Make Your Own Vanilla Extract
Beat holiday stress with easy gifts to make now, for less
I'm one of those ... those women (or men) that get extremely excited about Christmas. I love the meaning of the day, the goodwill, the celebratory vibe, the food, and the decorations. I'm a holiday fanatic. I pack the weekends between Thanksgiving and Christmas with concerts, pageants, hot chocolate, Hallmark Channel movies, and driving around to look at the sights. I love browsing the mall to smell the peppermint and visit Santa, but shopping for gifts during the holiday season makes me stressed out. It is so much easier to get a jump on the presents now, when things are quiet and you have a minute to think. This month is the time to start the planning and I have a super easy gift that will make you the Belle of every Christmas Ball!
I like to make vanilla extract myself. Because I bake often, I use lots of it. The store bought vanilla is expensive. Plus, the commercial vanilla, the "pure" vanilla extract has sugar and water added (things that make you go hmmm). If you make your own vanilla, the taste difference is obvious and your cost savings are substantial. One 2-ounce bottle in the store costs about $4.75 for "pure" vanilla extract. You can make 64 ounces for about $40 or less at home. The price savings is huge and so is the taste and quality.
FYI — the strength of real vanilla extract is measured in "bolds." This means single bold is store bought quality, double bold is twice as strong and so on. The longer vanilla ages, the stronger it gets. The vanilla recipe I will share with you is double bold. I let mine age for months and then years so my old stuff is strong, super BOLD! This recipes needs to age at least 30 days before using.
Begin by purchasing a combination of vodka and bourbon. I like to use more vodka and a splash of bourbon for taste. If you like bourbon, add more. Purchase 64 ounces of alcohol. I don't drink so I purchase whatever is on sale at the liquor store. The quality of the liquor doesn't matter a whole bunch because the beans will flavor the liquid. I purchased about $16 worth of vodka + bourbon. I order the beans online. There are literally hundreds of places to purchase bulk beans. Google "bulk Madagascar vanilla beans" and go shopping. Buy 1/2 pound of beans for $20-$25. If you pay more, you are just unnecessarily paying more.
The beans should arrive sealed in plastic to preserve the moisture and quality of the bean. The photo above makes the beans look dried out. If they are not pliable and instead are dry and brittle, send them back. Brittle beans are old and don't pay for them. Cut the beans into small chunks. You may split them in the middle, or not, it doesn't matter. Use the 1/2 pound of beans for 64 ounces. The aging process will break down the beans and extract the yummy goodness from them regardless of how you chop them.
Pour the alcohol into a large glass jar with a lid that will properly seal. Use glass so that the plastic won't leach into the extract. I've been using the same jar of extract for several years that I made several years ago and I don't think that plastic would work over an extended period of time. Put the chopped beans into the jar as well.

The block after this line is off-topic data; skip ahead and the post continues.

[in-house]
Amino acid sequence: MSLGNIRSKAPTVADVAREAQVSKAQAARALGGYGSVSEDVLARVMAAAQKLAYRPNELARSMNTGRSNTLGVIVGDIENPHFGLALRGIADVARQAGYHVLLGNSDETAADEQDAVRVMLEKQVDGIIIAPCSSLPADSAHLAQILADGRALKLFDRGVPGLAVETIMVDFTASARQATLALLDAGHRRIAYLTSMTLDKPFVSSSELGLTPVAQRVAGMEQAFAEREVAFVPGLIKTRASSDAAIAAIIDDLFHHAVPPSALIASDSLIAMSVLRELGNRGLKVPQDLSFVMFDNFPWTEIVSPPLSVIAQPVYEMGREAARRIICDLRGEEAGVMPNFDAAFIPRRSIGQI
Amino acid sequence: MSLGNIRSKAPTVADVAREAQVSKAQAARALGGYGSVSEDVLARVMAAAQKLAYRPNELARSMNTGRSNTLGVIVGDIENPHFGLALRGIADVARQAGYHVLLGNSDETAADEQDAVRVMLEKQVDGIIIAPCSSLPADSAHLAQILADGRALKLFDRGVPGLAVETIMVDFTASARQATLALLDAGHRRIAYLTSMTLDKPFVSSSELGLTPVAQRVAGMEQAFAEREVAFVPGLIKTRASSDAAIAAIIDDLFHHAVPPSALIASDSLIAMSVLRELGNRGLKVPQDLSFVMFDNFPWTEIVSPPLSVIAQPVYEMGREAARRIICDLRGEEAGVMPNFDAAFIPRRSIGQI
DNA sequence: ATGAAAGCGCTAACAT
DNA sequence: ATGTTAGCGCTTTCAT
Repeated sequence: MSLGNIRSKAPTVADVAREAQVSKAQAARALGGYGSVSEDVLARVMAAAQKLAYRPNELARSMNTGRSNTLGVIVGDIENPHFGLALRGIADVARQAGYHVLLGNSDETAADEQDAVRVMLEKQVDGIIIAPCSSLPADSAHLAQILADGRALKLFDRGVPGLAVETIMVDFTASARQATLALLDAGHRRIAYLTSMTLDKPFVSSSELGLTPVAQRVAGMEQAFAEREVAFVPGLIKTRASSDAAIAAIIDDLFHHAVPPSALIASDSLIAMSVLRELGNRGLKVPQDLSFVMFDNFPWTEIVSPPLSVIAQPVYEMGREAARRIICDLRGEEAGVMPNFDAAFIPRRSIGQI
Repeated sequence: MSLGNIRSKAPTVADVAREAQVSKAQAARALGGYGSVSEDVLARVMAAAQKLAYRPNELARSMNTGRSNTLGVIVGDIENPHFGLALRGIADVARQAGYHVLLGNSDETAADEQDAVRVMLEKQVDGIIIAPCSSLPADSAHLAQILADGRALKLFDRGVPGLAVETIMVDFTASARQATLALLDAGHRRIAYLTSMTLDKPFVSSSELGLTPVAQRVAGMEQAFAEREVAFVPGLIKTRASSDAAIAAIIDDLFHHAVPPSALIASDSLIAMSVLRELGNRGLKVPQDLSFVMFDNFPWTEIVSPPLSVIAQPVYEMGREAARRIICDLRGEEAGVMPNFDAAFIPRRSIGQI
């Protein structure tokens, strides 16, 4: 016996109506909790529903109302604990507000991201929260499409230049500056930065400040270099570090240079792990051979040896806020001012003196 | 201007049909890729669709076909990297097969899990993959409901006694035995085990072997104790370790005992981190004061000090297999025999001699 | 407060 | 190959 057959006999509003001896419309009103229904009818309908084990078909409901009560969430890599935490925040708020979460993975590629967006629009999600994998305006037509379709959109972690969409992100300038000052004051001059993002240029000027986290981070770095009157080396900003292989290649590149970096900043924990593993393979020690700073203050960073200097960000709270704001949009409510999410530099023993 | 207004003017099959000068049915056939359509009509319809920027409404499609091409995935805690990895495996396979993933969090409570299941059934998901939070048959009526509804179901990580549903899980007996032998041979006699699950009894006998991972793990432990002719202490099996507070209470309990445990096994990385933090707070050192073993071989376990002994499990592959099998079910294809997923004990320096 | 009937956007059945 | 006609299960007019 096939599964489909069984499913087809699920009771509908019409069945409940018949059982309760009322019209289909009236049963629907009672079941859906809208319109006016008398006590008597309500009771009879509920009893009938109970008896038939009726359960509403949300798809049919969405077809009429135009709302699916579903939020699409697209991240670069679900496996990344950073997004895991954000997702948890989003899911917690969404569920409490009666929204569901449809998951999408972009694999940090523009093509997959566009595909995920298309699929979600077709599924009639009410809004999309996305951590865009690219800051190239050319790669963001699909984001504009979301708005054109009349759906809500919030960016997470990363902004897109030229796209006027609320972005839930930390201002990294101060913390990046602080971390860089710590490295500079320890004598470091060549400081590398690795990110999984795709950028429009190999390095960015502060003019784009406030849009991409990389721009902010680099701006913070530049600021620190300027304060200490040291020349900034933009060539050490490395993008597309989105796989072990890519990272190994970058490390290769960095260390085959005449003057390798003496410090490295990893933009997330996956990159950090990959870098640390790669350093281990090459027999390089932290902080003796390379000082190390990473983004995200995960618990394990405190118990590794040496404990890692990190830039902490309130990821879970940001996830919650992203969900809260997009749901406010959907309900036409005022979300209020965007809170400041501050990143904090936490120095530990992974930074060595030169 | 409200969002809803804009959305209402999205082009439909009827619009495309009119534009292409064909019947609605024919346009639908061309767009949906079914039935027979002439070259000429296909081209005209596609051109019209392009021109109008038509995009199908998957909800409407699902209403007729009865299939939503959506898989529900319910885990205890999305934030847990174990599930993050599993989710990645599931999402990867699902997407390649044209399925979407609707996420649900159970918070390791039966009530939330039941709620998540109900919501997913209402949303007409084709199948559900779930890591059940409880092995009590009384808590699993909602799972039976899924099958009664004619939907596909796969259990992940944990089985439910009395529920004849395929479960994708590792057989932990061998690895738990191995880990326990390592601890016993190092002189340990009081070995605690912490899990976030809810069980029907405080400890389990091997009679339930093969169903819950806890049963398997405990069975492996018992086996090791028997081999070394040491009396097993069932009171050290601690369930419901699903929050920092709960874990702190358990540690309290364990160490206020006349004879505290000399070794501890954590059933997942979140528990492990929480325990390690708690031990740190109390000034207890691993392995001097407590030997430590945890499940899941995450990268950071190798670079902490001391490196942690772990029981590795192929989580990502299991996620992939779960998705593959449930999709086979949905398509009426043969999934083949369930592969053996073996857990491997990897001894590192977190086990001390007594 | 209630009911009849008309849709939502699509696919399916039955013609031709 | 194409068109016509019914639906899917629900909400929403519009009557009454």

Tightly seal the jar. Give it a shake and place it in the back corner of your pantry. It doesn't need to be exposed to lots of light for the next few months. The jar needs to sit for at least 30 days before the vanilla is ready to use. After that, it can age for a long, long time. Below is the new jar on the left and an old jar that I made two years ago on the right. Note the color difference.
I like to leave the chunks of beans in my vanilla. If you are making ice cream or a recipe that calls for vanilla beans, you can scoop a spoonful of the beans from the bottom of the jar and use them also. I think it makes my baking taste and feel more organic with whole chunks of beans that puree in the blender. The flavor is really rich. You can always strain the old beans out if you want, it is totally up to you.
Finally, pour the vanilla into containers to make perfect Christmas gifts for friends, teachers, book club friends in December! I purchase 1-ounce jars online for 40 cents each and they come with a special lid that seals the liquid in the jar. It is also really creative to purchase decorative jars in different shapes or sizes to give away. Make sure you purchase a jar that will seal. The total cost of my vanilla including 64 small jars is about $65 for 64 jars.
It makes a very thoughtful (and useful) gift that is super unique and totally affordable for $1 per jar – in total 64 gifts! Tie a small piece of ribbon around each jar and PRESTO an easy (on the budget AND to make) present! Spend this holiday season enjoying the time with your friends and family with your list already checked off. This gift idea is simple, fast, and far less stressful than looking for a parking space at the mall so Merry (early) Christmas!